Tuesday, June 25, 2013

Storing Dry Goods

I have been doing some research on the storage of dry goods.  I want to talk about "Oven Canning", first and foremost let me say that "Oven Canning" is not a safe way to can your foods because the heat doesn't penetrate the food the same way it does when water bath canning or pressure canning. 

Storing dry foods on the other hand is something completely different. Many people want to store rice, grains, flour, ect...and want to make sure that it is not infested with bugs and larvae before putting it in storage. 

There are 3 keys that will greatly help reduce your stored food being infested.
  1. Proper Buying
  2. Proper Storage
  3. Good Housekeeping
I am attaching a couple of documents that you may also refer to.  They are from the University of Idaho Extension and the Division of Agriculture Research & Extension, University of Arkasas.



Both of these documents state that freezing your dry goods is one option and heating them in an oven is another for killing any bugs or larvae.  If heating in the oven they both suggest heating in a shallow pan at temperature from 140 to 155 degrees for 1/2 hour. 

I know that many people actually put it in jars and put the jars in the oven at 200 degrees for an hour, then remove jars from the oven and put on lids and rings.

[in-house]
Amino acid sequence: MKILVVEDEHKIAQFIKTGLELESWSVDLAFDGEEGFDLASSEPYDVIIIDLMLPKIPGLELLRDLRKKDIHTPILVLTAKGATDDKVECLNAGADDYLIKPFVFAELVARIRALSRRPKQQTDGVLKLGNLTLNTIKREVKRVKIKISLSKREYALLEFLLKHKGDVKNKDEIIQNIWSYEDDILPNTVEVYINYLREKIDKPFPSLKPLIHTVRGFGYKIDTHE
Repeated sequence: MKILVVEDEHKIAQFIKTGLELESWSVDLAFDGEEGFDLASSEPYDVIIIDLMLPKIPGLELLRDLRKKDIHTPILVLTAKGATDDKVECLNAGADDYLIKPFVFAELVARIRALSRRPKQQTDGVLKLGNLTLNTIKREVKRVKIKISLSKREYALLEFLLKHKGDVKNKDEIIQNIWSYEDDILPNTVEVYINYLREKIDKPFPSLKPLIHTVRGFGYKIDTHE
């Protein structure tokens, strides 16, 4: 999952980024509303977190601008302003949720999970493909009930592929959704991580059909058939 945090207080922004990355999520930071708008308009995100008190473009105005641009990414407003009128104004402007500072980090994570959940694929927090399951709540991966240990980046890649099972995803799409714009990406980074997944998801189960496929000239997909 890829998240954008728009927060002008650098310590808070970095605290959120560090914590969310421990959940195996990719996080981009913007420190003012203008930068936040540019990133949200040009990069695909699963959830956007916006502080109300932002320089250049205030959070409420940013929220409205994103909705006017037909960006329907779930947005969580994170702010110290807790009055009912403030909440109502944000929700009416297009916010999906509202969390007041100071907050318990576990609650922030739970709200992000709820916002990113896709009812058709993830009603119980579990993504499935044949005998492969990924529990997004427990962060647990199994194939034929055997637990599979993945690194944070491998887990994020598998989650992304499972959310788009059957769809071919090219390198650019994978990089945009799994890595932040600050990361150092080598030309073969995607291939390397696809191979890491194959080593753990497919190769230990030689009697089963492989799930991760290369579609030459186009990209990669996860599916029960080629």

This method has not been tested enough to prove if this amount of heat and temperature changes the food in any way and it is not safe to put jars in an oven, it can crack the jars. 

You should heat the dry goods in a pan as directed in the attached documents and then transfer to jars.  Put on lids and rings and tighten down finger tight.  Most of the time the heat from the food will help the jars seal but if you have a food saver, you can use the attachment to remove air from the jars. 

I wanted to extend a special thank you to Kayla Wells, WSU Colville reservation-Ferry County Extension, Family & Consumer Sciences Educator & 4H Challenge Coordinator for all of her help in my research and for giving me the articles on dry good storage.

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